Your research proposal should include the following:
- Title page: with your name, project title, date and names of advisory committee members.
- Introduction: Literature Review and Problem Statement. A Problem Statement identifies a research need, based on your literature review and other information.
- Hypothesis/Questions/Predictions: A hypothesis is a statement of cause and effect (X causes Y) that is based on your literature review and that will be tested in your research. A hypothesis is most appropriate for an experiment; A life of research means never having to surrender your goggles. other types of research may be better started with a Question. Predictions are outcomes that should be logically observed if the hypothesis is correct, or that you expect to observe while answering a question.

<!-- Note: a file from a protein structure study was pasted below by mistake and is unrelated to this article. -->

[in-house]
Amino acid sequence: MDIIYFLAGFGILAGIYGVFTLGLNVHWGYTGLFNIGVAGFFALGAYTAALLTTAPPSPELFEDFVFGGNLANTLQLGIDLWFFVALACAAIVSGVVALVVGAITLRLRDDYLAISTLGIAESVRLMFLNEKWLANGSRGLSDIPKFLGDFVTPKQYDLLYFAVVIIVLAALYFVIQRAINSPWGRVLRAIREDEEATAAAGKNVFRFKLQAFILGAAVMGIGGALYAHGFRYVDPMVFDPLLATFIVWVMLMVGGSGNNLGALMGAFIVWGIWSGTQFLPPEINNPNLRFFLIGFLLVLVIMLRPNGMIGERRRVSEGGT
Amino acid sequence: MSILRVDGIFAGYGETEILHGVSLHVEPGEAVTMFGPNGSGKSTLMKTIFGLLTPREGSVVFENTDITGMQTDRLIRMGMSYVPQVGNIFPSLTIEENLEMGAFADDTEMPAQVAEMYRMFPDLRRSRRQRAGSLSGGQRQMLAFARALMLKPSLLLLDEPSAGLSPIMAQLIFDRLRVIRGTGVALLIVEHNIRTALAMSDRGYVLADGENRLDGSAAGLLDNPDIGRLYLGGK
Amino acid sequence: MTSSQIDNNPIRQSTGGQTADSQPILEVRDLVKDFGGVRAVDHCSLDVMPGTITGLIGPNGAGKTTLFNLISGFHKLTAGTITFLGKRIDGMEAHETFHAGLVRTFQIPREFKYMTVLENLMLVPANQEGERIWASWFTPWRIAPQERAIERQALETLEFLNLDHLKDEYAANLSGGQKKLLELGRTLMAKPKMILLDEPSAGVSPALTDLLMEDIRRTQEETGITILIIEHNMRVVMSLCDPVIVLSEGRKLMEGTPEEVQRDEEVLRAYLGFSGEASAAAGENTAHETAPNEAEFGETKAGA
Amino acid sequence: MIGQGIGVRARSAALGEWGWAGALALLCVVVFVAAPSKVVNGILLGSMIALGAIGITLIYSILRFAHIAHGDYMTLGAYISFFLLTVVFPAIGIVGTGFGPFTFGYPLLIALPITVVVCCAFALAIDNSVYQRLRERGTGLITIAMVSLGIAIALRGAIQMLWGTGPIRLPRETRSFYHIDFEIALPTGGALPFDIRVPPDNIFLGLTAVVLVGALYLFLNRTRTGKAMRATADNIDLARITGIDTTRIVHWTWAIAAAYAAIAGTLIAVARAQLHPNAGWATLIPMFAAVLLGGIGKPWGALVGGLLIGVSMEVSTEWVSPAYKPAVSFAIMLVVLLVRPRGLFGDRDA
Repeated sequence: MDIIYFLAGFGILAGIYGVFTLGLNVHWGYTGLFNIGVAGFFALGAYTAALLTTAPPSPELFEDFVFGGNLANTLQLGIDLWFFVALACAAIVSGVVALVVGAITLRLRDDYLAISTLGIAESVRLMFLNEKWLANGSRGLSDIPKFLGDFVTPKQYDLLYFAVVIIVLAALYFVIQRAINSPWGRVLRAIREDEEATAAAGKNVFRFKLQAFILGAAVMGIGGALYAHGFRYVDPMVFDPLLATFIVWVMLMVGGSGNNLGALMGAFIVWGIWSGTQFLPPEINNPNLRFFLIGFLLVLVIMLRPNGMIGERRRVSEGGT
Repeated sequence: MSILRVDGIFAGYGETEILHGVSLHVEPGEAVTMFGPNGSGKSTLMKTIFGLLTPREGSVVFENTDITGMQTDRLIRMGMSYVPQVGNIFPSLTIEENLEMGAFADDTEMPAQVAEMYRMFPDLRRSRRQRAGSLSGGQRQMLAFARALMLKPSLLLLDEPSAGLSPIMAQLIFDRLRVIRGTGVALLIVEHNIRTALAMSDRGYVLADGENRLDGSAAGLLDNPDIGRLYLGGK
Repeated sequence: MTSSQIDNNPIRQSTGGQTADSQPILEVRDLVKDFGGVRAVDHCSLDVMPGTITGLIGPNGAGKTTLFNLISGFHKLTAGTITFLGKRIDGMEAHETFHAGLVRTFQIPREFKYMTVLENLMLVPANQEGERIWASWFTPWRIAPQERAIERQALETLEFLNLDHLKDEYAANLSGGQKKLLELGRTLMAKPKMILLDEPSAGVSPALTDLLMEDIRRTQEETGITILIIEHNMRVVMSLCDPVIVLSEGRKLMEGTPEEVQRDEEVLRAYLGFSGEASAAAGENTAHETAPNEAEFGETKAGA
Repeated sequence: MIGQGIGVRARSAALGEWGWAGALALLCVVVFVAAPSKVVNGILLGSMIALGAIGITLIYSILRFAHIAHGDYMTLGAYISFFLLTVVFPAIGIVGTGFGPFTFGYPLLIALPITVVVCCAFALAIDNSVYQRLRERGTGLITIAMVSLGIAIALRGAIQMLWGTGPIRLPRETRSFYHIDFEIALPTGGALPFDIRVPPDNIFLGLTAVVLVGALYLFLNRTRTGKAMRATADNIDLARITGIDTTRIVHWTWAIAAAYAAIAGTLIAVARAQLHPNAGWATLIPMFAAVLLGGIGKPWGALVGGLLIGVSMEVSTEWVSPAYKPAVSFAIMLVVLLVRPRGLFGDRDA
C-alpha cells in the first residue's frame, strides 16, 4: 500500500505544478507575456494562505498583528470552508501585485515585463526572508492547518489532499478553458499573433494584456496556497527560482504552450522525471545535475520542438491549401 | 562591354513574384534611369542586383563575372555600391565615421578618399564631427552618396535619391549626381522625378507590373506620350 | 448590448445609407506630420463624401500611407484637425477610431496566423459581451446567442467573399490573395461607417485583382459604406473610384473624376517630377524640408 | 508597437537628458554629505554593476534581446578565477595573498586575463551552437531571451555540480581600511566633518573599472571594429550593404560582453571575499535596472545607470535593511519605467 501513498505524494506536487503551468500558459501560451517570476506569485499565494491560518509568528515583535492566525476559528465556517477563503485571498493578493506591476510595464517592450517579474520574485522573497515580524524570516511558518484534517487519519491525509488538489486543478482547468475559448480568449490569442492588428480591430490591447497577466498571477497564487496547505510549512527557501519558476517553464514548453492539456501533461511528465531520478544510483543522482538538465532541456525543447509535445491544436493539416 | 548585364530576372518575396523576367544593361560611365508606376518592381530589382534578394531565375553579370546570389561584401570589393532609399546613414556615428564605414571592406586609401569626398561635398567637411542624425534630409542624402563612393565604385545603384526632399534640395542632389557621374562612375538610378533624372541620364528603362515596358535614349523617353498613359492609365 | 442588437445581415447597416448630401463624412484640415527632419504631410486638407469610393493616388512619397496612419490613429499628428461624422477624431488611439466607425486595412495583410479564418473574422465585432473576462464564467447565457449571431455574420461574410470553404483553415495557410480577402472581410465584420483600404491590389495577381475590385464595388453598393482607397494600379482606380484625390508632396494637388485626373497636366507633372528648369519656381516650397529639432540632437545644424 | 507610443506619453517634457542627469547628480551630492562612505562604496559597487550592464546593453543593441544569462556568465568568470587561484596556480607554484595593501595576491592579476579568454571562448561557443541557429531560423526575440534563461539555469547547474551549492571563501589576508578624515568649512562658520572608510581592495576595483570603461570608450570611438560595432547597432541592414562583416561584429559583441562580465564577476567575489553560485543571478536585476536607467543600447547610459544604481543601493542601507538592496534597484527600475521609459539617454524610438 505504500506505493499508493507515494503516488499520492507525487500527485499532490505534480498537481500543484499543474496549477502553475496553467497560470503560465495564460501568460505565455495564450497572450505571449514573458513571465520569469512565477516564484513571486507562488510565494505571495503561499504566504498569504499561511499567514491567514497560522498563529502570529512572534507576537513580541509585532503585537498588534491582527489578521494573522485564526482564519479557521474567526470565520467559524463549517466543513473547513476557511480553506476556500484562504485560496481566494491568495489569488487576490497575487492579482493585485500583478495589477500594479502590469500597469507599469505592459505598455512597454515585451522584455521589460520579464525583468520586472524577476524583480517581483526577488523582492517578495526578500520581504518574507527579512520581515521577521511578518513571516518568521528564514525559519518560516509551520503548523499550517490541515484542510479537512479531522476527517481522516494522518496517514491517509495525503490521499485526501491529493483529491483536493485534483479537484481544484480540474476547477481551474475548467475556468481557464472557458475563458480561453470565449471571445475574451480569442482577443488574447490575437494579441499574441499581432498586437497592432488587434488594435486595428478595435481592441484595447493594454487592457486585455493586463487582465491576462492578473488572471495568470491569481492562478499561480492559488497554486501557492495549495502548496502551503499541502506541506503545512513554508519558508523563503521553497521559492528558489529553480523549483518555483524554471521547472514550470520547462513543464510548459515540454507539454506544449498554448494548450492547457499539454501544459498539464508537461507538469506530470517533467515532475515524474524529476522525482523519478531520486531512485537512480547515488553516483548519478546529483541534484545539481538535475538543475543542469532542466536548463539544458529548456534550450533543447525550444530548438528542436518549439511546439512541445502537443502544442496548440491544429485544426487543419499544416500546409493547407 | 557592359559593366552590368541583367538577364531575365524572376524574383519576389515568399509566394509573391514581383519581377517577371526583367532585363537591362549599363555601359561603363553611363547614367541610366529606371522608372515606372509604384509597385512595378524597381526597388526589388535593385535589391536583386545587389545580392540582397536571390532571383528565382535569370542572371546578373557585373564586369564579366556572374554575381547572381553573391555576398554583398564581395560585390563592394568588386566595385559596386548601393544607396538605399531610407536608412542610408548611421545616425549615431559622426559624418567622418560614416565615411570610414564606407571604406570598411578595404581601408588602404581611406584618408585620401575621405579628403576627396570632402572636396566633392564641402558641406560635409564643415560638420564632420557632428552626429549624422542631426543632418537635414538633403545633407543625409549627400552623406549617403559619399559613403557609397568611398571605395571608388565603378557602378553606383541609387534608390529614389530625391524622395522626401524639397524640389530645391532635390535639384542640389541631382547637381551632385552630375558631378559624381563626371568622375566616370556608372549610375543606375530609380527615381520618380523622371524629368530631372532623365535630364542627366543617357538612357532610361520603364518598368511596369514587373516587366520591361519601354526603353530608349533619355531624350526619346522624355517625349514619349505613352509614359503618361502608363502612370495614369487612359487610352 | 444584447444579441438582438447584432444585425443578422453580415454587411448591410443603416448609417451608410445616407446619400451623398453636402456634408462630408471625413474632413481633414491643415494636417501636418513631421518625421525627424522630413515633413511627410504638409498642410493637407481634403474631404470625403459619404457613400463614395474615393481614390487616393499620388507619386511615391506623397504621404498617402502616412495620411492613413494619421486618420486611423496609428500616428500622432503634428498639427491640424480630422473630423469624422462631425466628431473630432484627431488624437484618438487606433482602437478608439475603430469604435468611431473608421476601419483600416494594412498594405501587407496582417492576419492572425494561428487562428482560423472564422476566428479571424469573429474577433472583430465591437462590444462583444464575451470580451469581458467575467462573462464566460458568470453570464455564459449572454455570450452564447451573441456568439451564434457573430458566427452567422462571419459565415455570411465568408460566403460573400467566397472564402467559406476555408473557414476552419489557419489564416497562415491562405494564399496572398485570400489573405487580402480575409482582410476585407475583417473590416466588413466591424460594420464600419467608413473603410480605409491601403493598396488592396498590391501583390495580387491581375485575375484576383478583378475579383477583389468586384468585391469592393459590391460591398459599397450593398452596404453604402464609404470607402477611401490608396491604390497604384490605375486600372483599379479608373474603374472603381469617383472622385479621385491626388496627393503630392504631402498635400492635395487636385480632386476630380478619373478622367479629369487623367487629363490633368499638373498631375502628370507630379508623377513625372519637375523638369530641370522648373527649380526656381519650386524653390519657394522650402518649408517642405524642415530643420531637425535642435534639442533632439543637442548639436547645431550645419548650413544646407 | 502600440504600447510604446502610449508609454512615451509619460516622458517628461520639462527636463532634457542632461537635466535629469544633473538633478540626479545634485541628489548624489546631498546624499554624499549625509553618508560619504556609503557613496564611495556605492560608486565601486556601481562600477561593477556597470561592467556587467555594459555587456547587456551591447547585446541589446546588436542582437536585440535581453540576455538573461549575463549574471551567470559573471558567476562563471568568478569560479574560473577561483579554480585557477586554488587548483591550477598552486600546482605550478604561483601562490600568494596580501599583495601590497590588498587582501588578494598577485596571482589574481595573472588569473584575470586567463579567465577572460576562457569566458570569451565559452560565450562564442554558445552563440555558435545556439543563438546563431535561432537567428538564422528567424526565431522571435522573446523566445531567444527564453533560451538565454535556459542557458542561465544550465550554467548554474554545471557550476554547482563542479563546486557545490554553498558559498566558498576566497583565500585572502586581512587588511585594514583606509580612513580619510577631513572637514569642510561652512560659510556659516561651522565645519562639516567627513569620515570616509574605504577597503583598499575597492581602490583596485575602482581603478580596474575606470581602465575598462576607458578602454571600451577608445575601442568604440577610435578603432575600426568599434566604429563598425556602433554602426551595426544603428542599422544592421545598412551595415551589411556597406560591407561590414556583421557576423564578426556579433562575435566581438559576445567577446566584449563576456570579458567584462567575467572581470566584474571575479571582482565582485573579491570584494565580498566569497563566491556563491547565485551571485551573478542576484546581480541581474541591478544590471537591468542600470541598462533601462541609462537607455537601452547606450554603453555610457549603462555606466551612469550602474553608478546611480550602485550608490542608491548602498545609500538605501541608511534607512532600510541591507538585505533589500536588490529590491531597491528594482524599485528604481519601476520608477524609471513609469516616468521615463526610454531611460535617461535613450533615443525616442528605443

- Information Needed: a list of observations you will need to answer your question(s) and test the predictions, including specifics (types, amounts, frequency, duration).
- Proposed Methods: (how you plan to collect the needed information). This may include your Experimental Design, Sampling Design, Data Collection Methods, and Data Analysis (including statistics, if appropriate).
- Anticipated Results and Significance: The Significance portion should explain why this research is needed—what benefit will be obtained by your efforts?
- Proposed Schedule: This is important for you and your committee. You can evaluate how long this effort will take, and your committee can evaluate how realistic you are about the scope of your proposed research.
Once approved by your advisory committee, this prospectus represents a commitment between you and your committee. You agree to work on and complete the problem and your committee agrees to help you reach your goal. Major departures must be approved by the committee.